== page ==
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What Lies Ahead: Interview with Tom Wright, Vice President of NorthMarq Capital’s San Francisco Office

03.01.19

In December, we had the privilege of speaking with Tom Wright of NorthMarq Capital. Tom has underwritten and closed $2 billion of debt and equity transactions. NorthMarq has close to 200 mortgage brokers nationwide and is very active in the Bay Area. Tom shared his views on where he sees the markets in the near term.

As we look to the New Year, what do you see as to the availability of debt for real estate?

Looking at it from the perspective of the Agencies (Freddie Mac and Fannie Mae), it is business as usual. The Agencies are mandated by the FHFA [Federal Housing Finance Agency] to lend to a cap. If you look at that cap, some expected the cap to be lowered from $35B each, but in fact, it was kept constant. That says the FHFA still thinks Freddie and Fannie will be lending at same market share as before. Not increasing the cap says something too—they think it is going to be similar to 2018.

Where do you see interest rates going in the next 12-18 months?

Many people think rates will end 50 basis points higher by next year. With that, you can start to see cap rates going up. If that happens, then values will remain flat or go down. It could limit the number of transaction that are taking place if there is a 50 basis point jump. There is still a lot of business for refinance. When borrowers see that interest rates are rising, they want to lock in long-term fixed rates.

With your clients, are you seeing higher investment in secondary versus primary markets now?

We have already seen some of our borrowers going outside their traditional comfort zone of gateway markets to get higher yields in secondary markets like Salt Lake City, Portland and Denver. Those markets are growing very rapidly. I don't think, necessarily, the Bay Area will struggle as much as other markets because of the incredible demand drivers in tech. Something to keep in mind, Freddie and Fannie have a mandate to provide affordable workplace housing regardless of where that market is (whether Reno, Sacramento or Livermore). The Agencies are still going to be very active in lending in those areas. However, we have started to see that people are priced out and are moving to secondary markets- to the point now where even Oakland is not so much of a discount as it was.

With Square, you are going to see Oakland continue to grow. The number of housing units and amount of office being built in the Uptown neighborhood is incredible. We also might see some more creative development that explore ideas such as micro-units and co-living. We have clients looking for financing on both. Agencies are already financing micro-units, and co-living is on the horizon for those Agencies. As the Agencies become more informed on new products types, it will open the doors a little bit and make it easier to finance. The cost of capital may differ from the traditional apartment cost of capital. Another thing, for a complex that is essentially adult dorms, you have to think about who is living there and for how long. It may make sense for someone new to the city or fresh out of college, but once they get a boyfriend/girlfriend/husband/wife/kid they are not going to be able to live there. The biggest impact on bottom line for those projects will be vacancy and turnover. It is attractive from a nominal price-point in any city where a one bedroom is over $3,500 monthly, such as Oakland and San Francisco.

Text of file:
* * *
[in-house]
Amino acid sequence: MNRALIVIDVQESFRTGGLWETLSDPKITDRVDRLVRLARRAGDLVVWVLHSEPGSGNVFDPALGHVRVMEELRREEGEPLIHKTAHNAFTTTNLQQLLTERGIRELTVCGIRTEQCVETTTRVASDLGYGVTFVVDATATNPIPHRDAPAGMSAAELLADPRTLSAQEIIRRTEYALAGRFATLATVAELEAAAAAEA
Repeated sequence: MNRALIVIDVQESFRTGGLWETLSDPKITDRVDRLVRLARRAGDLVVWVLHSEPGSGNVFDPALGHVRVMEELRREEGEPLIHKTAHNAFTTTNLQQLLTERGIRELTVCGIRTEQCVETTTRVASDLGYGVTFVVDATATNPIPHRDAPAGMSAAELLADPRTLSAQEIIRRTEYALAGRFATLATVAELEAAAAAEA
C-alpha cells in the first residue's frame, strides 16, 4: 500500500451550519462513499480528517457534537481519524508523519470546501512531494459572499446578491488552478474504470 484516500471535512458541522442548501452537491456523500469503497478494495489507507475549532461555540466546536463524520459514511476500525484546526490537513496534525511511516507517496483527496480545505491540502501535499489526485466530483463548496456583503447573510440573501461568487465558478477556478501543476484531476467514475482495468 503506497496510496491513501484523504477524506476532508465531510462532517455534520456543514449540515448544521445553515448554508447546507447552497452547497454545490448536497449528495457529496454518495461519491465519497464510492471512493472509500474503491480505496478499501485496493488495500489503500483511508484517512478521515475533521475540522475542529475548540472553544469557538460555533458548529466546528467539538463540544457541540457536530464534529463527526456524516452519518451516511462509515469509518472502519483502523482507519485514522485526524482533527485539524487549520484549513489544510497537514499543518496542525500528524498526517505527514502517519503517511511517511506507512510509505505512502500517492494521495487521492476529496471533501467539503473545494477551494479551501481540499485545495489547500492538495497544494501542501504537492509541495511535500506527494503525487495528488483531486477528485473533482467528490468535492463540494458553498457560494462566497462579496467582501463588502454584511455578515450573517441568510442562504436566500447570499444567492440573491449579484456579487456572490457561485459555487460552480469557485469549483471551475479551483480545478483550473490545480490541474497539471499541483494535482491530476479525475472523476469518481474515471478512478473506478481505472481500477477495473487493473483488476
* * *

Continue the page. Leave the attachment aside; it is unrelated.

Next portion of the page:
Are lenders more willing to lend only to certain property types (i.e., industrial, office, etc.)?

The most risk adverse lenders are still focused on multifamily primarily, however, some even feel multifamily is a bit frothy and have started pulling back slightly. Other popular property types include industrial, as it is benefited by continued growth of online commerce/Amazon, as well as self-storage. Even quality manufactured housing is a sought after product type. It is more difficult to finance ground up construction across the board, just in terms of getting the deals to pencil—specifically, condominium development in secondary markets. With the rising construction costs, even getting the deal to pencil in downtown San Francisco and Oakland is difficult.

What are the top biggest challenges facing the industry this coming year?

Where we are in the market cycle is going to increasingly dictate the actions of both lenders and investors as they become more focused on the potential downside. They are not going to be as aggressive with their proformas. Where we are in the cycle, in general, will be a big issue. Obviously, if we do see interest rates creep up, that will have a slowdown effect as well. What keeps me up at night is some kind of black swan event, like a massive earthquake or geo-political threat, which could have unknown effects and shock the markets. It’s nothing new, but when the market is this frothy, it could have a more drastic effect.

Overall, are you optimistic or pessimistic for real estate in the next 1-2 years?

What goes up must come down. I’m optimistic for the next 12 months, after that I am on the fence. There's still some runway. Not to sound too negative, but I tend to think that whatever correction happens will happen quicker than most would think. Any correction will be steeper in secondary markets, with more of a plateau in gateway markets.

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